First, the model determines whether a line-of-sight (LOS) path exists. If so, it computes the received LOS signal. The averaged LOS power from the averaged LOS delay profile is represented using the free space or Friis equation [

Next, the model traces a source ray in a specified direction and detects whether an intersection occurs. If no intersection is found, the process stops and a new source ray in a direction making an angle (angle step) of 10° with the original ray initiates. Once an intersection has occurred, the received signal is computed for a reflected and transmitted ray, each of which is traced to the next intersection in the same way. This recursion continues until the number of reflections and transmissions reached maximum defined value (3 for this simulation) as shown in Figures

The averaged reflected power is assumed to be the free space value for the unfolded path length multiplied by the square of the voltage reflection coefficient (

In this model, there is no need to collect more information about the propagation constant of the medium which is varying from one place to another inside the building [

In RT algorithms, the rays propagate with a certain departure and elevation angles. The small is the angle step between each ray and its subsequent ray, the more accurate and precise is the RT algorithm. This leads to increase the time needed to propagate the rays, calculate reflective and transmission coefficients, and calculate the received signals at each intersection position [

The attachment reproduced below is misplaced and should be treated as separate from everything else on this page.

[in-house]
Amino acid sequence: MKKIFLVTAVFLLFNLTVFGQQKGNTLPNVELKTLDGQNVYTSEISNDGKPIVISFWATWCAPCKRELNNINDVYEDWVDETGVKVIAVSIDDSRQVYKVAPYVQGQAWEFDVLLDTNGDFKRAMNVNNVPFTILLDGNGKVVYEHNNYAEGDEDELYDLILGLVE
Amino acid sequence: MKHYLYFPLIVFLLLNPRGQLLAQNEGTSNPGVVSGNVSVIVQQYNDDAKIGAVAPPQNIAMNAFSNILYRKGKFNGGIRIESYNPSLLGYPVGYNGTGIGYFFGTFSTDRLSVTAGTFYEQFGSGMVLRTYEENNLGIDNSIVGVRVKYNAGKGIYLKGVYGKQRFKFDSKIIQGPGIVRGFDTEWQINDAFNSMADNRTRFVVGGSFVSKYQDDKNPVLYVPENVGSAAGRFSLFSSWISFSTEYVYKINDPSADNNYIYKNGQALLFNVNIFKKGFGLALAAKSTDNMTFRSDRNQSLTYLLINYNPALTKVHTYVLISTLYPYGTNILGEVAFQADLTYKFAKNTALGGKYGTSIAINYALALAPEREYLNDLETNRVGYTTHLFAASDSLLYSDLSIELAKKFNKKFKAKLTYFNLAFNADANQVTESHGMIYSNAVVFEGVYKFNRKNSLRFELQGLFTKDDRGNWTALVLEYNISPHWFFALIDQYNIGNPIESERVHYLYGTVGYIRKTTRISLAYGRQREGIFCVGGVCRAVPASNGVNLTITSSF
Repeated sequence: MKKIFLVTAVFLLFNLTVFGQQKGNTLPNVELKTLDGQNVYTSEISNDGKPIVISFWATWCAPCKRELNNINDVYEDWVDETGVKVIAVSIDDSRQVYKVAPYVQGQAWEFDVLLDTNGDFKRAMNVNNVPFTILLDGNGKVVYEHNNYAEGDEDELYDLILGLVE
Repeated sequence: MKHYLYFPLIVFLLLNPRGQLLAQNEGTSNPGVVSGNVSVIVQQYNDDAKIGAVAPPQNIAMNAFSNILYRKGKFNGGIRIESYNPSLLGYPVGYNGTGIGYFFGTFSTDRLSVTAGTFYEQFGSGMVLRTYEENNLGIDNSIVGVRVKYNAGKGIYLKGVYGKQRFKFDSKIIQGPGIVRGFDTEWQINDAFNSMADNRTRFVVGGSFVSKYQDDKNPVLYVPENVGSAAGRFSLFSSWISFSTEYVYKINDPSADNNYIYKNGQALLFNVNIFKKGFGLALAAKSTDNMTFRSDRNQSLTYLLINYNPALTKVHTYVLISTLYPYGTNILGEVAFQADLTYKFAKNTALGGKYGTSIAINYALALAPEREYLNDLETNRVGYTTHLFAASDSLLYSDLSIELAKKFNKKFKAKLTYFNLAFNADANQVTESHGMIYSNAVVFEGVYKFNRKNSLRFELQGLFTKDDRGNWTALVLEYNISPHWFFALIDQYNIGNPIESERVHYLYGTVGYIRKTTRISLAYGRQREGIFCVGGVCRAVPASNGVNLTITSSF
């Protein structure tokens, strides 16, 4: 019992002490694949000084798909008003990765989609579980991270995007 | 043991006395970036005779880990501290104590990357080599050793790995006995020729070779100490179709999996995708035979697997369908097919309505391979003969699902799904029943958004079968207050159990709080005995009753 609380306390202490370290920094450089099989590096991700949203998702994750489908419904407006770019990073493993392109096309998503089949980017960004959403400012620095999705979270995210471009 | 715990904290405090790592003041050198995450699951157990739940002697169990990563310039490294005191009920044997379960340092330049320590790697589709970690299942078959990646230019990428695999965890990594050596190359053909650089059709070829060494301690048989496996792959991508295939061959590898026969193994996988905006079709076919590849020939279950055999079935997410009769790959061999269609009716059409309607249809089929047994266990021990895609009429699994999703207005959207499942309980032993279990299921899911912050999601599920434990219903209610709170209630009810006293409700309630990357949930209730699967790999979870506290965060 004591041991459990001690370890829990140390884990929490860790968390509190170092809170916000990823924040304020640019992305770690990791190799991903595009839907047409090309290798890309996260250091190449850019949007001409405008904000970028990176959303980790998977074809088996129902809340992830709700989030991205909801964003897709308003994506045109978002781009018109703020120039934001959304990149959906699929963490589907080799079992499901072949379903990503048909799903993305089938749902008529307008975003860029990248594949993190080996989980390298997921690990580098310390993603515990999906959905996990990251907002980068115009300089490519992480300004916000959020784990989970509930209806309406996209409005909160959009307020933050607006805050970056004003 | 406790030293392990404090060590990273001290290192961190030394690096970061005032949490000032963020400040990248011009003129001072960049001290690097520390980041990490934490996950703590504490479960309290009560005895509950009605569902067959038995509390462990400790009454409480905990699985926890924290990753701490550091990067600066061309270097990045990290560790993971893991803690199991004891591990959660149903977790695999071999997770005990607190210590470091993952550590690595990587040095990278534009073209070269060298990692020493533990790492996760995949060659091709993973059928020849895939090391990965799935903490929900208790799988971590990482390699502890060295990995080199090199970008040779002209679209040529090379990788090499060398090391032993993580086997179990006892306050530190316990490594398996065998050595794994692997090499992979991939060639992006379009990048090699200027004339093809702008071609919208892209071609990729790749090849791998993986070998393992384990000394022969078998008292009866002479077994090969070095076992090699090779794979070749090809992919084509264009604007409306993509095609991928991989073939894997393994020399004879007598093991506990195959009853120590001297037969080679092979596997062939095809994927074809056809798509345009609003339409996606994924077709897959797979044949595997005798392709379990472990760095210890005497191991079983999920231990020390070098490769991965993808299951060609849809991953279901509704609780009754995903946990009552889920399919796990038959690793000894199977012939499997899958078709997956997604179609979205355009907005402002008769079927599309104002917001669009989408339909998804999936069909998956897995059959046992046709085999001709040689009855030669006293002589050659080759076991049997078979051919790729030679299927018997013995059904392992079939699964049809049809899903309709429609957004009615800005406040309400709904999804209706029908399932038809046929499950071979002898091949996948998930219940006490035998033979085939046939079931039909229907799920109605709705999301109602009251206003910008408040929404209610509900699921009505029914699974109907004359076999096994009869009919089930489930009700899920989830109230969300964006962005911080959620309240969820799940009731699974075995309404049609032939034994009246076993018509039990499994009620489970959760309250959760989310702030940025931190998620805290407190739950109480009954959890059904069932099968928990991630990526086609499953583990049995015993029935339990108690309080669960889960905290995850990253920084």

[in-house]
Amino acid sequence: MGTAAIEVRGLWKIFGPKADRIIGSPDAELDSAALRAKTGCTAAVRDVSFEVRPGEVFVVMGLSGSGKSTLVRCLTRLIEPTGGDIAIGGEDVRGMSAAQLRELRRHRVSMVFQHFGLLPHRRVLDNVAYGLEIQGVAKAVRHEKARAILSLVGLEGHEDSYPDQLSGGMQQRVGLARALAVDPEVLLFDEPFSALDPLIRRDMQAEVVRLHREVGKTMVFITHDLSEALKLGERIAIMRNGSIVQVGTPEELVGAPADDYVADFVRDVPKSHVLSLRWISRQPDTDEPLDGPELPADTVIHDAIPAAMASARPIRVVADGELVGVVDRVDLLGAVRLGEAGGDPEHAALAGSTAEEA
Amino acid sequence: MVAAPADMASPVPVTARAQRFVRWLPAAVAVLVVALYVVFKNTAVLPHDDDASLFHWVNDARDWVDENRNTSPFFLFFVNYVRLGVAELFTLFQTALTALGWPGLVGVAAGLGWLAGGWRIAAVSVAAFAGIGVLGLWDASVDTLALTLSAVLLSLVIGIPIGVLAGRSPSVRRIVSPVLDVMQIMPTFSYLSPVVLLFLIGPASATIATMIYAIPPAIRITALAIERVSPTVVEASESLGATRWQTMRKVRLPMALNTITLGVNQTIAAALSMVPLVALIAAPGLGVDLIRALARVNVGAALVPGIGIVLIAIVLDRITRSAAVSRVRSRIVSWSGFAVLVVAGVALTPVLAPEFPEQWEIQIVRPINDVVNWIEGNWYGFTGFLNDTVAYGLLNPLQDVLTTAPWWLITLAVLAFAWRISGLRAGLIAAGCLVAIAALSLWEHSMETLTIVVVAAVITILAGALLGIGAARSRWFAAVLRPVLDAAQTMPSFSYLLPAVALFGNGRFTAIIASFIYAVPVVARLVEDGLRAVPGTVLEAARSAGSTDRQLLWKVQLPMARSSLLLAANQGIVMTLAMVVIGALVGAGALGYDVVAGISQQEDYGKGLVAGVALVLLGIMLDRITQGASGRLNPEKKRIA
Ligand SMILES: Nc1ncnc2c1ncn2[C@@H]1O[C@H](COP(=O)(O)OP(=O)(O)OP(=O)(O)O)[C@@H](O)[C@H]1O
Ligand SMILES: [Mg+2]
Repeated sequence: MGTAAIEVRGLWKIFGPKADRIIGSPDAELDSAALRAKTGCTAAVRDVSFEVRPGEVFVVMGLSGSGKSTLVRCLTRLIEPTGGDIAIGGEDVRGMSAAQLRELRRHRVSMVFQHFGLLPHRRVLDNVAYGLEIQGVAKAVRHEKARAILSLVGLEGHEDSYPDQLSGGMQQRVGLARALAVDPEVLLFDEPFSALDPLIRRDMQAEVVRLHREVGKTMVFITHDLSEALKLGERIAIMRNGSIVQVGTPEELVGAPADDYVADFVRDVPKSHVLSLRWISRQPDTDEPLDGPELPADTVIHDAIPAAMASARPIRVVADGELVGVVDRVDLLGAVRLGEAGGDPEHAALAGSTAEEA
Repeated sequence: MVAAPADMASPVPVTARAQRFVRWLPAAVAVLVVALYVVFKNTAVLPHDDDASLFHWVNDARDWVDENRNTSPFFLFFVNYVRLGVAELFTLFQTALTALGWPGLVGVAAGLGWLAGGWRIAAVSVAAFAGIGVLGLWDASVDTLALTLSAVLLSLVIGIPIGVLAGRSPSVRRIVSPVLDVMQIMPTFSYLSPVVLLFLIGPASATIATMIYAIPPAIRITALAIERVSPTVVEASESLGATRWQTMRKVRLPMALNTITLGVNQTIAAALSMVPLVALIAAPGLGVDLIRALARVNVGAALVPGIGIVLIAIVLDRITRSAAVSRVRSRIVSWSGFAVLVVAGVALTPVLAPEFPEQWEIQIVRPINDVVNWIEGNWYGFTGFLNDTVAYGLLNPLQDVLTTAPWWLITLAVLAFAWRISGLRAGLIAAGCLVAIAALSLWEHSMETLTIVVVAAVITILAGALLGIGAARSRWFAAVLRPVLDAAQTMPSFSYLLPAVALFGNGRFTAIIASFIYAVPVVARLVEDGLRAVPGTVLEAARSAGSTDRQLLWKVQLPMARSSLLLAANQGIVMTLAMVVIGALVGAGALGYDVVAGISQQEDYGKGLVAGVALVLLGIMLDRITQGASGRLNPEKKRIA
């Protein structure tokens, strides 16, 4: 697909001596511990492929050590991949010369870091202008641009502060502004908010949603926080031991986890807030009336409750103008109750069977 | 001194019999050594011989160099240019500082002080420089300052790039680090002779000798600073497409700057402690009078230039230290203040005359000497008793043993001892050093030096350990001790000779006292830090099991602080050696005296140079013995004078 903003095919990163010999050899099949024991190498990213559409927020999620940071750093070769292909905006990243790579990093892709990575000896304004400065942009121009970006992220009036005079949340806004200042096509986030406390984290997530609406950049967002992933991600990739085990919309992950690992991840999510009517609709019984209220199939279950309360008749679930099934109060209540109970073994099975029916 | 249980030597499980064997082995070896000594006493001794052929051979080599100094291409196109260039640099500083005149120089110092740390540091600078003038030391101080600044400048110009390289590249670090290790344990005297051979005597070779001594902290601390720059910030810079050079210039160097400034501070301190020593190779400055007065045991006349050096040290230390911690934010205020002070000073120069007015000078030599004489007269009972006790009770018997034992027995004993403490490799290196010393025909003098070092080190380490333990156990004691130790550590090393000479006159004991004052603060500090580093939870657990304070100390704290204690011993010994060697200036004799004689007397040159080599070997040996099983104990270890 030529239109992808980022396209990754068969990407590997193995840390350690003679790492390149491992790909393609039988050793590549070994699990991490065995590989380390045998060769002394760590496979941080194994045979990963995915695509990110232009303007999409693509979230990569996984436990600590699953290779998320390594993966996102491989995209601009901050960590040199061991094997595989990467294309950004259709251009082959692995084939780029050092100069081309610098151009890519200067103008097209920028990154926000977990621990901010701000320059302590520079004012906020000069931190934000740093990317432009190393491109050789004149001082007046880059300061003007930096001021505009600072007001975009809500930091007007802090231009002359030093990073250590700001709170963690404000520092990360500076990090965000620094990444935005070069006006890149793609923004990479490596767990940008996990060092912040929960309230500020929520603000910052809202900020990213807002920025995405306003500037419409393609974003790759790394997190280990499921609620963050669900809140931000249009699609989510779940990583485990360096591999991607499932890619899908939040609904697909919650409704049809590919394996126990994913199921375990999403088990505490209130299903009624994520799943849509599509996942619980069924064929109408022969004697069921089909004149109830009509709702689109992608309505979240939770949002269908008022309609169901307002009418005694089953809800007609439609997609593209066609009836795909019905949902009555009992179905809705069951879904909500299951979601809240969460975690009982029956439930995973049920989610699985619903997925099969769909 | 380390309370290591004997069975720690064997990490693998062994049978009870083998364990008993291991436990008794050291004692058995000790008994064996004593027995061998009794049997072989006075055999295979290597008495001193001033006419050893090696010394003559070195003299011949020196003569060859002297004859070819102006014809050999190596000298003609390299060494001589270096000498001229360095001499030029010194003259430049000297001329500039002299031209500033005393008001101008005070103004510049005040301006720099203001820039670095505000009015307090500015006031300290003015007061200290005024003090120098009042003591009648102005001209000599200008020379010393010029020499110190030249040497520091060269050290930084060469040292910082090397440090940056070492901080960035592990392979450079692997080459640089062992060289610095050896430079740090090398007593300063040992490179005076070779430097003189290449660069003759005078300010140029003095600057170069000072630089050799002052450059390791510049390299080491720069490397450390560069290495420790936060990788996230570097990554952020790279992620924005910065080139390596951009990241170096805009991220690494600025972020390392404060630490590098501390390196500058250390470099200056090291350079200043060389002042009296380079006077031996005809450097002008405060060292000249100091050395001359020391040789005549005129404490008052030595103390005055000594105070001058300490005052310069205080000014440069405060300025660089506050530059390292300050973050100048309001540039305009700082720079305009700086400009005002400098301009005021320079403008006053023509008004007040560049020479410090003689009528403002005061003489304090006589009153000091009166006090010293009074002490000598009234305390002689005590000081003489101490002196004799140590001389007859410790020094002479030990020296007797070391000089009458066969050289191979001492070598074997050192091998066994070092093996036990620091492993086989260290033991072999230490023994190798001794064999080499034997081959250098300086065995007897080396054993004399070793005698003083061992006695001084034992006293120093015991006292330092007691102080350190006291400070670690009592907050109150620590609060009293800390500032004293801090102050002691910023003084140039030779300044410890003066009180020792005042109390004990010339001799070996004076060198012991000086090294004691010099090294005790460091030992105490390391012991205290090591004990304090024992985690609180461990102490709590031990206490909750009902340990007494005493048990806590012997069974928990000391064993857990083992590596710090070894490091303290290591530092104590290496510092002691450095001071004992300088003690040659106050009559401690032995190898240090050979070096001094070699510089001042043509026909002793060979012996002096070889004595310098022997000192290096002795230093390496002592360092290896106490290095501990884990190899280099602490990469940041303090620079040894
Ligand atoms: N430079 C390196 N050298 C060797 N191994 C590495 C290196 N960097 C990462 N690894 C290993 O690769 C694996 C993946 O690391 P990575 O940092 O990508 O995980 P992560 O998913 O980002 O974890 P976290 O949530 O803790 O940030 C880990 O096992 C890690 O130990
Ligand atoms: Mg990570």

The measurement procedure has been conducted in a five-story apartment building with cement walls and concrete floors and ceiling. Figure

Floor plan of the building showing the location of the transmitter (Tx) and the measurement positions for the receiver (numbered).

The receiver is Intel Wi-Fi Link 5100 AGN network adapter with 7 dBi gain, operates at 2.4 GHz. The receiver is moved to collect measured signals at 60 positions (numbered) throughout the flat as shown in Figure

The received signal plane view is shown in Figure

Contour of the received signal with respect to the transmitter.

Root mean square error (RMSE) and the standard deviation (

RMSE and

No. of reflections | 0 | 1 | 2 | 3 | 4 | 5 |
---|---|---|---|---|---|---|

RMSE (dB) | 6.47 | 4.80 | 4.24 | 2.96 | 3.44 | 4.95 |

4.65 | 3.41 | 3.09 | 2.98 | 3.37 | 4.22 |

The measured and the predicted signals vary with about the same slope. Figure

The measured and simulated received signals with 0° to 360° elevation angle and propagation angle for three reflections.

A three-dimensional ray-tracing simulator has been developed to study the indoor radio wave propagation for wireless communications networks. The number of the reflected rays has been optimized. The number of three reflections has been found as the optimum number of reflections with RMSE 2.96 dB and standard deviation of 2.98 dB with the consideration of reflected and transmitted rays for 10° angle step. This number was used to simulate the propagation of electromagnetic wave for wireless local area networks (WLANs) inside a building. The proposed interpolation prediction method (IPM) helps to have a complete prediction throughout the predicted area and reduce the propagation and computation process. The comparison shows that the general behavior of the predicted and measured received signals is quite similar.

The authors thank the Ministry of Science, Technology, and Innovation, Malaysia, (MOSTI) for supporting this work by the Project Grant no. 01-01-02-SF0344.